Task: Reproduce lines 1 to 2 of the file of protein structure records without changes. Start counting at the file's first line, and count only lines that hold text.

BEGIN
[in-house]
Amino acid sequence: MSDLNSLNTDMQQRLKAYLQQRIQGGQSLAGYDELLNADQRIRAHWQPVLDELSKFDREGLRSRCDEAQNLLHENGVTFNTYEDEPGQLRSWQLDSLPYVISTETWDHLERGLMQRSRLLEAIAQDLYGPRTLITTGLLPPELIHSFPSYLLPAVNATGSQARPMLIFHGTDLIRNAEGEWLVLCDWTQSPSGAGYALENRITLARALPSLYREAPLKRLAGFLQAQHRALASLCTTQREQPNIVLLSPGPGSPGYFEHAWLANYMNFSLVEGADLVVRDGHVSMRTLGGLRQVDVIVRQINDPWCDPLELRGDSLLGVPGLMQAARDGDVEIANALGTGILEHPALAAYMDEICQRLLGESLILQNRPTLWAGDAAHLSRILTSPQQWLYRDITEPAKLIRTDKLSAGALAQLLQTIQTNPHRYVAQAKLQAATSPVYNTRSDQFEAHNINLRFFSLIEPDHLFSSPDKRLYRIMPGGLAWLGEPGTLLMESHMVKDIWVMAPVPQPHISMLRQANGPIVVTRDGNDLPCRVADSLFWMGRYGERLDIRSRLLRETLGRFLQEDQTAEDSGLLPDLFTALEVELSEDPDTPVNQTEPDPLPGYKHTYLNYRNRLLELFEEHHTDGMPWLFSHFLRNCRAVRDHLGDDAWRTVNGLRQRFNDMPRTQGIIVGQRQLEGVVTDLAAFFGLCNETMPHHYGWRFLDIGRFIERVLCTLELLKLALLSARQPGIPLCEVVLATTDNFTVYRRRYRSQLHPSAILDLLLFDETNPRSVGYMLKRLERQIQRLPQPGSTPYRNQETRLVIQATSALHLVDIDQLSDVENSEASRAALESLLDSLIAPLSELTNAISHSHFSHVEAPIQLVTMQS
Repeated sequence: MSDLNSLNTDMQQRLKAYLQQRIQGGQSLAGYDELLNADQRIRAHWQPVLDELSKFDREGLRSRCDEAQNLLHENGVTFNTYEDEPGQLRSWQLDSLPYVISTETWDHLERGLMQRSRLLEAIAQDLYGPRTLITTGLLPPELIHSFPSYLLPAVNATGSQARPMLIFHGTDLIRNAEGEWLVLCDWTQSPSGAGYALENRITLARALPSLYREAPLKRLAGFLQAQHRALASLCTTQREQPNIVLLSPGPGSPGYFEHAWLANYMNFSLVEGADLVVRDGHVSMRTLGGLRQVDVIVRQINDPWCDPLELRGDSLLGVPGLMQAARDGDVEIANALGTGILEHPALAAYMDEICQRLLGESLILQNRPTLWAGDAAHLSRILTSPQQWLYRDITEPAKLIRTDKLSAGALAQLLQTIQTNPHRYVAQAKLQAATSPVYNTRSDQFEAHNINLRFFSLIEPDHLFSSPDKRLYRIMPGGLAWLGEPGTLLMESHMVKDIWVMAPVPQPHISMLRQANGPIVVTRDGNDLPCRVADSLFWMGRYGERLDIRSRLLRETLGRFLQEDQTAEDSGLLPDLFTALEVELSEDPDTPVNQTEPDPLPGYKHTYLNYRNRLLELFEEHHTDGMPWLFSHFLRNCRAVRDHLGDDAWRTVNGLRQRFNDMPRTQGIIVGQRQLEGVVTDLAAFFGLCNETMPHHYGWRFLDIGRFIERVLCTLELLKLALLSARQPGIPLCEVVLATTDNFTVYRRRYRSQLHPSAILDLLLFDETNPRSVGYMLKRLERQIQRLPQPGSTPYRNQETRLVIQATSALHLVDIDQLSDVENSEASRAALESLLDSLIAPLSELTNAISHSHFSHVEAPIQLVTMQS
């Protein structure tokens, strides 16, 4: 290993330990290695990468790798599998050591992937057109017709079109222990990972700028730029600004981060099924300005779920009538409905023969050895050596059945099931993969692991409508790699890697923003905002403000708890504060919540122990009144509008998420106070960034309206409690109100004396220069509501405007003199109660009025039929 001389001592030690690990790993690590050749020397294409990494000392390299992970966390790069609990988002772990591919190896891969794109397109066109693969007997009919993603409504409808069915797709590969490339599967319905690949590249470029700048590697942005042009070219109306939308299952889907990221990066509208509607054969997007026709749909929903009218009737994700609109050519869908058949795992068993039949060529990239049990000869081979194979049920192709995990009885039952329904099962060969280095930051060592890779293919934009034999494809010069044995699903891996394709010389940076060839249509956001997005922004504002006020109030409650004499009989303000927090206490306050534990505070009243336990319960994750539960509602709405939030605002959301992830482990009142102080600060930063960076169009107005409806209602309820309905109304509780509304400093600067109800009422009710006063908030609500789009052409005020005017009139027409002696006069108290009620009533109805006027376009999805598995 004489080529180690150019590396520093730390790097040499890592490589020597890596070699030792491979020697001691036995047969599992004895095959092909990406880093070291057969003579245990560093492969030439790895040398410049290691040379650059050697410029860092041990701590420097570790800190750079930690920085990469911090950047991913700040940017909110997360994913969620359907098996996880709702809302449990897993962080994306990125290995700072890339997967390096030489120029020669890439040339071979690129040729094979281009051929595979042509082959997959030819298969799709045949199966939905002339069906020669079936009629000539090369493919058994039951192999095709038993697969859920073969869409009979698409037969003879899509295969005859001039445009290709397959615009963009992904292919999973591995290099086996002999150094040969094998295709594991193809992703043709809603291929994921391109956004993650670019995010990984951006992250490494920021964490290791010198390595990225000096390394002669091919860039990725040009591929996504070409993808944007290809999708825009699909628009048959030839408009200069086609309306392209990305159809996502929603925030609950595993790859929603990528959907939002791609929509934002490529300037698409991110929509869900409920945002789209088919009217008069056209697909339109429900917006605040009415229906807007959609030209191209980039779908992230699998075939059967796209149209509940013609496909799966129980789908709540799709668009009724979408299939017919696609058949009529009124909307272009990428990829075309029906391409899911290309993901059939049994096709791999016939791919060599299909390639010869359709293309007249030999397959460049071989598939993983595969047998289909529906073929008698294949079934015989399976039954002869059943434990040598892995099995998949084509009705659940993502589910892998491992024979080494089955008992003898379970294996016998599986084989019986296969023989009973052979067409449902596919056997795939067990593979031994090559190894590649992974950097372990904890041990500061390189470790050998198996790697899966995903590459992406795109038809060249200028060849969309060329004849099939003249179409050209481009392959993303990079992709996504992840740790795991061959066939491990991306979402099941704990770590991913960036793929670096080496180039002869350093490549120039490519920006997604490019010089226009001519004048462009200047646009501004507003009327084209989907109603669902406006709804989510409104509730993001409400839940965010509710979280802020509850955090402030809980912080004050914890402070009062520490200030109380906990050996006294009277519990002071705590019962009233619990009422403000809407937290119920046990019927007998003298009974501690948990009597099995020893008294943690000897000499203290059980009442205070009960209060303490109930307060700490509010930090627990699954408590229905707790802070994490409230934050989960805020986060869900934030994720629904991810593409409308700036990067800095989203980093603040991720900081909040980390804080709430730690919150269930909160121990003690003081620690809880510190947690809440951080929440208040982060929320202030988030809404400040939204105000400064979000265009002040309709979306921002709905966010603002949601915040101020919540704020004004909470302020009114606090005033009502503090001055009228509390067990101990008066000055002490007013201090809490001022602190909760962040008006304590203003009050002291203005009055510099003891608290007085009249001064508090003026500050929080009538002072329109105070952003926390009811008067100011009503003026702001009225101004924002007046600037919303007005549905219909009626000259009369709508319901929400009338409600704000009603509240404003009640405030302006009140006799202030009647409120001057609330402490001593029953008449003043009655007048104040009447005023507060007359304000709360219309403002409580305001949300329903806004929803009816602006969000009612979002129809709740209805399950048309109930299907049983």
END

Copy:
[in-house]
Amino acid sequence: MSDLNSLNTDMQQRLKAYLQQRIQGGQSLAGYDELLNADQRIRAHWQPVLDELSKFDREGLRSRCDEAQNLLHENGVTFNTYEDEPGQLRSWQLDSLPYVISTETWDHLERGLMQRSRLLEAIAQDLYGPRTLITTGLLPPELIHSFPSYLLPAVNATGSQARPMLIFHGTDLIRNAEGEWLVLCDWTQSPSGAGYALENRITLARALPSLYREAPLKRLAGFLQAQHRALASLCTTQREQPNIVLLSPGPGSPGYFEHAWLANYMNFSLVEGADLVVRDGHVSMRTLGGLRQVDVIVRQINDPWCDPLELRGDSLLGVPGLMQAARDGDVEIANALGTGILEHPALAAYMDEICQRLLGESLILQNRPTLWAGDAAHLSRILTSPQQWLYRDITEPAKLIRTDKLSAGALAQLLQTIQTNPHRYVAQAKLQAATSPVYNTRSDQFEAHNINLRFFSLIEPDHLFSSPDKRLYRIMPGGLAWLGEPGTLLMESHMVKDIWVMAPVPQPHISMLRQANGPIVVTRDGNDLPCRVADSLFWMGRYGERLDIRSRLLRETLGRFLQEDQTAEDSGLLPDLFTALEVELSEDPDTPVNQTEPDPLPGYKHTYLNYRNRLLELFEEHHTDGMPWLFSHFLRNCRAVRDHLGDDAWRTVNGLRQRFNDMPRTQGIIVGQRQLEGVVTDLAAFFGLCNETMPHHYGWRFLDIGRFIERVLCTLELLKLALLSARQPGIPLCEVVLATTDNFTVYRRRYRSQLHPSAILDLLLFDETNPRSVGYMLKRLERQIQRLPQPGSTPYRNQETRLVIQATSALHLVDIDQLSDVENSEASRAALESLLDSLIAPLSELTNAISHSHFSHVEAPIQLVTMQS